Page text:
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Nurse-led vs. conventional physician-led follow-up for patients with cancer: systematic review

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lewis r., neal r.d., williams n.h., france b., wilkinson c., hendry m., russell d., russell i., hughes d.a., stuart n.s.a. & weller d. (2009) Nurse-led vs. conventional physician-led follow-up for patients with cancer: systematic review. Journal of Advanced Nursing 65(4), 706–723 Abstract Title. 

Nurse-led vs. conventional physician-led follow-up for patients with cancer: systematic review. Aim. 

This paper is a report of a systematic review of the effectiveness and cost-effectiveness of nurse-led follow-up for patients with cancer. Background. 

As cancer survivorship increases, conventional follow-up puts a major burden on outpatient services. Nurse-led follow-up is a promising alternative. Data sources. 

Searches were conducted covering a period from inception to February 2007 of 19 electronic databases, seven online trial registries, five conference proceedings reference lists of previous reviews and included studies. Review methods. 

Standard systematic review methodology was used. Comparative studies and economic evaluations of nurse-led vs. physician-led follow-up were eligible. Studies comparing different types of nurse-led follow-up were excluded. Any cancer was considered; any outcome measure included. Results. 

Four randomised controlled trials were identified, two including cost analyses. There were no statistically significant differences in survival, recurrence or psychological morbidity. One study showed better HRQL measures for nurse-led follow-up, but one showed no difference, two showed a statistically significant difference for patient satisfaction, but two did not. Patients with lung cancer were more satisfied with nurse-led telephone follow-up and more were able to die at home. Patients with breast cancer thought patient-initiated follow-up convenient, but found conventional follow-up more reassuring. One study showed the cost of nurse-led follow-up to be less than that of physician-led follow-up, but no statistical comparison was made. Conclusion.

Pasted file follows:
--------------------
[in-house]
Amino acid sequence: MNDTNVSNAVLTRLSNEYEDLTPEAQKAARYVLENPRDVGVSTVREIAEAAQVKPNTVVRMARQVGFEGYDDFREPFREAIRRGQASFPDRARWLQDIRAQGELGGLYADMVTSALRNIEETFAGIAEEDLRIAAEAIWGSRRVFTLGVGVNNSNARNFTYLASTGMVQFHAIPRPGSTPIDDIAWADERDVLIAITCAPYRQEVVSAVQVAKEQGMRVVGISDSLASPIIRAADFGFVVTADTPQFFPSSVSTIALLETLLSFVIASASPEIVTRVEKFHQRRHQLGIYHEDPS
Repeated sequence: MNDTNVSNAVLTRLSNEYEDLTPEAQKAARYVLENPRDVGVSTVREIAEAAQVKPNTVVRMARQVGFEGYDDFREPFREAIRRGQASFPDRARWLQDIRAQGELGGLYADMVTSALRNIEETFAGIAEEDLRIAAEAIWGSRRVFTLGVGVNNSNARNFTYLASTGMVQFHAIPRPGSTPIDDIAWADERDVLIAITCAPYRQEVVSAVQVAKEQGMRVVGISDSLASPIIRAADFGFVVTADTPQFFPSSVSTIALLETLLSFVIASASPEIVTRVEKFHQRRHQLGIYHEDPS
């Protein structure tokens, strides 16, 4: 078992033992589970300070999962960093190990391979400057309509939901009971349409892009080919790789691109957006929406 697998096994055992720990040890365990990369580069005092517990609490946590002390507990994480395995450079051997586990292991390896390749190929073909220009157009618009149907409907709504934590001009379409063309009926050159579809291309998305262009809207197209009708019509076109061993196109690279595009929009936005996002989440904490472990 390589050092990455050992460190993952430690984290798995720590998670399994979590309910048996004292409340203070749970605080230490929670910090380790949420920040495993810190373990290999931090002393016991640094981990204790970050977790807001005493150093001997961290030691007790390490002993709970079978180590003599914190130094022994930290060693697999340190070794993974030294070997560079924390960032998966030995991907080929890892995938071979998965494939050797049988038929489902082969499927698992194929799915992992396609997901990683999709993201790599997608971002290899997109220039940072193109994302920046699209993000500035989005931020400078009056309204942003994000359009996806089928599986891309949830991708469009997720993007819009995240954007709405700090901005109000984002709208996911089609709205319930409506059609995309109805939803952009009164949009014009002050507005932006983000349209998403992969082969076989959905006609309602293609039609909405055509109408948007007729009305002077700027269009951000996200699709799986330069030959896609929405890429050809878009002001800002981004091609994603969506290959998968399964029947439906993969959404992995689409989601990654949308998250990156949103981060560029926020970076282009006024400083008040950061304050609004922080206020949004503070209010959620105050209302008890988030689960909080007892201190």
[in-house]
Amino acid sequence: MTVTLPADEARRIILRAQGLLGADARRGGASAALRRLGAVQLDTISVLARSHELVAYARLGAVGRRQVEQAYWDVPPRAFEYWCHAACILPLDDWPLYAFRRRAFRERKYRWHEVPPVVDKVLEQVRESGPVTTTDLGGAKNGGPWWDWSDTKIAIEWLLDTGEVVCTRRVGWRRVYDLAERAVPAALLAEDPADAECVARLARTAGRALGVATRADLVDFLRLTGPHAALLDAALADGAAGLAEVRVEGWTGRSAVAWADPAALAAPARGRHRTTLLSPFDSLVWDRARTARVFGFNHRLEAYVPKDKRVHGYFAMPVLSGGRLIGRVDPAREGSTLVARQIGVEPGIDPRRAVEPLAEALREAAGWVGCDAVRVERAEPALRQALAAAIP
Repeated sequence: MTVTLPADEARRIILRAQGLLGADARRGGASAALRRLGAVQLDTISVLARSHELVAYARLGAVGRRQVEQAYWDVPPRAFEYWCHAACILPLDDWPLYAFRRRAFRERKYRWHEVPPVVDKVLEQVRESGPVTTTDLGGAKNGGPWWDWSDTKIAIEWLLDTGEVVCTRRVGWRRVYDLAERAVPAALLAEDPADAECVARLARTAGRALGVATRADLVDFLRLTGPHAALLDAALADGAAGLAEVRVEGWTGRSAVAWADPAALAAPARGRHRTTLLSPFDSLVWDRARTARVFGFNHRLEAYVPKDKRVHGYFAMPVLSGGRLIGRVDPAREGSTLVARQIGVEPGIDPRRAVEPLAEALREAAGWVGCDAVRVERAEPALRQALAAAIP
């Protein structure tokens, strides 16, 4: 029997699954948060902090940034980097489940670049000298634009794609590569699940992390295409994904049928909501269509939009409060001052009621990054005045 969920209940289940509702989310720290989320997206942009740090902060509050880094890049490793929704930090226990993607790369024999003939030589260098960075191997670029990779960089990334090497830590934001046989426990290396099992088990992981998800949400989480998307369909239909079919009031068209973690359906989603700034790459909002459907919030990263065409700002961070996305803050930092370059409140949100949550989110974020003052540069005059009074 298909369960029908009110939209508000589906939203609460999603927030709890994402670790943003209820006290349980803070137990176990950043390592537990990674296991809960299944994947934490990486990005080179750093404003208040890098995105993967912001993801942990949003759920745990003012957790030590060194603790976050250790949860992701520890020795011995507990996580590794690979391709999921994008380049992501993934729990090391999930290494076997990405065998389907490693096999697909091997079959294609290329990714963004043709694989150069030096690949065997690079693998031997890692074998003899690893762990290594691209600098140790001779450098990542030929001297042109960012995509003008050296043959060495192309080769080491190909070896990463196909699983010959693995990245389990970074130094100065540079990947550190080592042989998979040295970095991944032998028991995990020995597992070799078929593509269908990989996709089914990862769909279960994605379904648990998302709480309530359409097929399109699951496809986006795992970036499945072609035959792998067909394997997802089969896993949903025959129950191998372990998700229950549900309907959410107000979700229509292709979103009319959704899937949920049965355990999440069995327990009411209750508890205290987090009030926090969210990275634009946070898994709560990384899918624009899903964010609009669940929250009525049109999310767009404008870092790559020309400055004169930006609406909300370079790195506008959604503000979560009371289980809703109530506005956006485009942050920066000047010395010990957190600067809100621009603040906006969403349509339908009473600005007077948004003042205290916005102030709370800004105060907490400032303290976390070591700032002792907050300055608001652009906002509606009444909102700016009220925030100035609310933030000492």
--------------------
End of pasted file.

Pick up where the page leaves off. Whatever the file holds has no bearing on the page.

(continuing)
Patients appeared satisfied with nurse-led follow-up. Patient-initiated or telephone follow-up could be practical alternatives to conventional care. However, well-conducted research is needed before equivalence to physician-led follow-up can be assured in terms of survival, recurrence, patient well-being and cost-effectiveness.
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Keywords: cancer; cost-effectiveness; follow-up; nurse-led care; physician-led care; systematic review

Document Type: Research Article

Affiliations: 1: Ruth Lewis MSc Lecturer Department of Primary Care & Public Health, North Wales Clinical School, School of Medicine, Cardiff University, UK 2: Richard D. Neal PhD MRCGP Clinical Senior Lecturer Department of Primary Care & Public Health, North Wales Clinical School, School of Medicine, Cardiff University, UK 3: Nefyn H. Williams PhD MRCGP Clinical Senior Lecturer Department of Primary Care & Public Health, North Wales Clinical School, School of Medicine, Cardiff University, UK 4: Barbara France Research Assistant Department of Primary Care & Public Health, North Wales Clinical School, School of Medicine, Cardiff University, UK 5: Clare Wilkinson DA MRCGP Professor of General Practice & Director of Research Department of Primary Care & Public Health, North Wales Clinical School, School of Medicine, Cardiff University, UK 6: Maggie Hendry BA Research Fellow Department of Primary Care & Public Health, North Wales Clinical School, School of Medicine, Cardiff University, UK 7: Daphne Russell PhD Senior Research Fellow/Trial Statistician Institute for Medical and Social Care Research, Bangor University, UK 8: Ian Russell PhD FRCGP FRCP(Ed) Professor of Public Health Institute for Medical and Social Care Research, Bangor University, UK 9: Dyfrig A. Hughes PhD Reader Centre for Economics and Policy in Health, Bangor University, UK 10: Nicholas S.A. Stuart DM FRCP Professor of Cancer Studies North Wales Clinical School, Bangor University, UK 11: David Weller PhD MRCGP FRCP Professor of General Practice Department of General Practice, University of Edinburgh, UK

Publication date: 01 April 2009

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